Tuesday, 19 August 2008

Dawkins' Misrepresentation of Religion I

Every so often, Dawkins shows that he doesn't know very much about religion. This doesn't mean his arguments are wrong, though it weakens his credibility. Occasionally, though, it renders his point irrelevant, since whatever he said only holds together in the cases where his idea of religion is true. One obvious case (which is relevant to my last Dawkins post, Disputing Dawkins III) is


Here is Dawkins on miracles:

"The God Hypothesis suggests that the reality we inhabit also contains a supernatural agent who designed the universe and--at least in many versions of the hypothesis--maintains it and even intervenes in it with miracles, which are temporary violations of his own otherwise grandly immutable laws." (pg. 58)

First off, the relationship between God and the universe that he portrays seems a little mistaken to me (this talk of "also contain[ing]" is misleading). However, I don't know much about this, so I won't get into.

To say that I am an expert on the theology of miracles is a stretch. I haven't read Lewis' book Miracles, nor read the official theology, nor have any idea how it works in other religions. I can tell you, however, what the standard understanding of miracles is, at least as it is preached from the pulpits I've heard and in the Sunday schools I've attended. And Dawkins does not capture that standard understanding.

Here, again, is his definition of miracles: "temporary violations of his [sic] own otherwise grandly immutable laws."

What's wrong here? Maybe you'll consider it a fine point; maybe you won't. That's up to you. Whether the point is fine or not isn't quite relevant, since even fine points can make a world of difference in certain contexts. The point, anyway, is this: miracles are not violations of natural laws, but are instead a natural part of the universe.

This claim--that miracles are a natural and intrinsic part of the universe--bears explaining. Think of it this way: God made the universe in such a way that he could sustain it and that he could intervene through revelation, miracle, and eventually incarnation. God did not set down a bunch of rules and then go and break them. God set down a system, and then he went and operated within that system. Those inside the system, of course, see the mechanics of the system as laws of nature, and, since they exist within the system, experience these 'laws' as immutable. But the fact is that they are not really laws, and therefore cannot be broken.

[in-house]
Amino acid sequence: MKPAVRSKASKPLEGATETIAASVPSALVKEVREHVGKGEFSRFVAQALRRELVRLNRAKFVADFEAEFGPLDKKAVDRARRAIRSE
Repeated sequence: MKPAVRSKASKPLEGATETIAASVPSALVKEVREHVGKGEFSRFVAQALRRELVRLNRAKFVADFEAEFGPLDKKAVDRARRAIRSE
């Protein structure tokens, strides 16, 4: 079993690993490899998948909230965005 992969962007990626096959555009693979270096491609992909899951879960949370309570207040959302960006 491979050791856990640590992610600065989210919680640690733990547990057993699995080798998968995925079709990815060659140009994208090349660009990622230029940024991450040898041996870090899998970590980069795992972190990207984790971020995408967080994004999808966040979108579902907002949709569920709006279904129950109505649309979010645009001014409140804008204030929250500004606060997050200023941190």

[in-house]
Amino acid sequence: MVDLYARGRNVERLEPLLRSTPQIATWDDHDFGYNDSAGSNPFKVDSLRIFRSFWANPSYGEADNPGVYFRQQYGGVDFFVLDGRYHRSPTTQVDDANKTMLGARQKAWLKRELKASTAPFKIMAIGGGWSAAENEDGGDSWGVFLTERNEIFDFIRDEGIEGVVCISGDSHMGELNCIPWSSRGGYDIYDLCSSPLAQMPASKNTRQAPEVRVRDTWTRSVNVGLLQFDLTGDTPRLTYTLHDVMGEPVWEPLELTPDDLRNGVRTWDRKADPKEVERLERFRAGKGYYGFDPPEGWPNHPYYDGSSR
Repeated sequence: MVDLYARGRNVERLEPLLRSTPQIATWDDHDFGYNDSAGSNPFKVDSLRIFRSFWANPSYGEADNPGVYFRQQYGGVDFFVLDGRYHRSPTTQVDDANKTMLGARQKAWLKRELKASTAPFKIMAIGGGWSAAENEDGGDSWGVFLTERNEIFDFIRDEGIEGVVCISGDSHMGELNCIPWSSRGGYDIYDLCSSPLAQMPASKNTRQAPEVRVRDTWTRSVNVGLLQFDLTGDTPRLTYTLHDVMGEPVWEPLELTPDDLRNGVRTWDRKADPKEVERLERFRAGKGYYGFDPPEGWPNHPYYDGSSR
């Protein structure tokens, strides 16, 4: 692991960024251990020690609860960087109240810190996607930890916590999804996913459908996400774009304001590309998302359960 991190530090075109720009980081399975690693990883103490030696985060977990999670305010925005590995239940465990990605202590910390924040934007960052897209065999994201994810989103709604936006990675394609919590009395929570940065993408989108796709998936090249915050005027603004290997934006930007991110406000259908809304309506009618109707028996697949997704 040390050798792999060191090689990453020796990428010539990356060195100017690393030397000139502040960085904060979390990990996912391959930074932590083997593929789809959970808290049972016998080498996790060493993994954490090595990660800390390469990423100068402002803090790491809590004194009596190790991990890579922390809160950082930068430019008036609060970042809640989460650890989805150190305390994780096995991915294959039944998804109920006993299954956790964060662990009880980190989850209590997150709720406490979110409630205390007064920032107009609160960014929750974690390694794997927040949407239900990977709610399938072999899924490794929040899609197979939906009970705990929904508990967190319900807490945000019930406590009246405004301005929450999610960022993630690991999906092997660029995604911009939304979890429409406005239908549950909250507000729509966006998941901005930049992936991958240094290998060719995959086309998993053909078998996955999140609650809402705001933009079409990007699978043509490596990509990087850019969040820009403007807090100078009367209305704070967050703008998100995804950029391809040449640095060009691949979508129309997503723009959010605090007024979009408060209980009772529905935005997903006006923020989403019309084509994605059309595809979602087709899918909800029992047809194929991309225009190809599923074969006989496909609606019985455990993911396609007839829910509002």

Imagine that you are a computer programmer. You create a program that operates self-sufficiently for a while. Perhaps it has assorted parts that interact with eachother, such as in a simulator. Perhaps it has some end or goal (a telos, if you will) that it is supposed to acheive. It is possible that you could create such a program without having programmed in any way for you, as a user of the program, to influence the course of the activity. This would be silly. This would mean, for instance, that you could never turn it off, or stop it, without unplugging the computer. In fact, most programming platforms have a 'stop' function built in. This is the very least of user/creator intervention. Most programs, in fact, allow for considerable data imput or user influence. After all, if the program is messing up and isn't reaching the goal (telos) you desired, you'd want to be able to get in there and fix it.

Now, if you interfered with the program, are you breaking grandly immutable laws? No. Of course, the pieces of code in the program can't operate outside the parameters you set. That doesn't mean that you can, or there's any sense that those parameters are violated by your influence.

Does this help? I realize this is an analogy; it proves nothing. But perhaps it will help readers see how Christians imagine miracles. They are not violations of the natural order; they are rare phenomenon that are fully allowable by and encompassed by the natural order--or the natural order as Christians think of it. This natural order does include "supernatural" agents, as Dawkins defines them, and so phenomenon isn't always explainable by natural laws from the natural sciences. This does not mean that they are violations of any laws.

This is the other side of a problem I came upon in the previously hyperlinked post (see top). That problem was revelation. Why, Dawkins asks, have we never succeeded in measuring or observing a revelation? Other than the obvious--most religions don't suppose there has been a 'large-scale' revelation since the Enlightenment, which is the earliest time someone might be supposed to try measuring one--I could say that the universe is programmed to allow channels of information to enter into it, and yet those pieces of code (humans) within the universe can't apprehend quite where that information comes from, limited as those codes are by their parameters.

As far as I can see, this belief system is entirely self-consistent. If I am wrong, please tell me. Whether it is or not, though, isn't the point of this post. The point is that Dawkins misrepresents religion. Either he doesn't understand it, or he is deliberately misrepresenting it. Neither is particularly laudable, especially since you'd hardly have to go out of your way to find this sort of thing out. My guess is that Dawkins simply isn't willing to try.

Go to the Dawkins Directory

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